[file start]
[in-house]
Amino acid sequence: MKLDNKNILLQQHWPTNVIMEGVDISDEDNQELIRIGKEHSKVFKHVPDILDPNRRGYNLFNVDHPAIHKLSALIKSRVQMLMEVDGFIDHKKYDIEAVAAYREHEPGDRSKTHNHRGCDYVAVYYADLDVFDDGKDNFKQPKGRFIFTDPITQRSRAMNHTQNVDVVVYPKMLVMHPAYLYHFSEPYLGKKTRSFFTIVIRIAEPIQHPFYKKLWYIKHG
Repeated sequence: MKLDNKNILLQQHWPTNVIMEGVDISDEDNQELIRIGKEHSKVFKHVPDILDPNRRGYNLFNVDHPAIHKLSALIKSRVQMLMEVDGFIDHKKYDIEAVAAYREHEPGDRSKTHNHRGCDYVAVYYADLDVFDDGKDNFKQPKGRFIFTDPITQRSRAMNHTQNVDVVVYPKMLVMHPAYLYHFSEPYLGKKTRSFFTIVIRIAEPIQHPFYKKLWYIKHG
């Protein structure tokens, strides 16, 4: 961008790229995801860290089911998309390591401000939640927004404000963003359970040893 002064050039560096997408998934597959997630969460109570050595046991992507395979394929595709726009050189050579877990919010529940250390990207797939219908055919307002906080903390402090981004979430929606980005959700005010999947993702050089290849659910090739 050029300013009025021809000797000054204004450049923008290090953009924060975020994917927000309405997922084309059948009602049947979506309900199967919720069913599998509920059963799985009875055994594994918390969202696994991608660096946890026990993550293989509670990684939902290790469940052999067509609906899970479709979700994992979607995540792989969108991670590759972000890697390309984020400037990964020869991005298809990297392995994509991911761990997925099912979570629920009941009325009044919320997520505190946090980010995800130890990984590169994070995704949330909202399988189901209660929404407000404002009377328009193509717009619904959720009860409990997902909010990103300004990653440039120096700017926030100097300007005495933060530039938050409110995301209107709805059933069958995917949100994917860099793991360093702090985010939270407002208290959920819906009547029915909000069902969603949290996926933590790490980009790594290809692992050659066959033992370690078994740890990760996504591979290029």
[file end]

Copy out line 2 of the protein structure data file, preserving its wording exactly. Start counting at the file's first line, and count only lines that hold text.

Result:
Amino acid sequence: MKLDNKNILLQQHWPTNVIMEGVDISDEDNQELIRIGKEHSKVFKHVPDILDPNRRGYNLFNVDHPAIHKLSALIKSRVQMLMEVDGFIDHKKYDIEAVAAYREHEPGDRSKTHNHRGCDYVAVYYADLDVFDDGKDNFKQPKGRFIFTDPITQRSRAMNHTQNVDVVVYPKMLVMHPAYLYHFSEPYLGKKTRSFFTIVIRIAEPIQHPFYKKLWYIKHG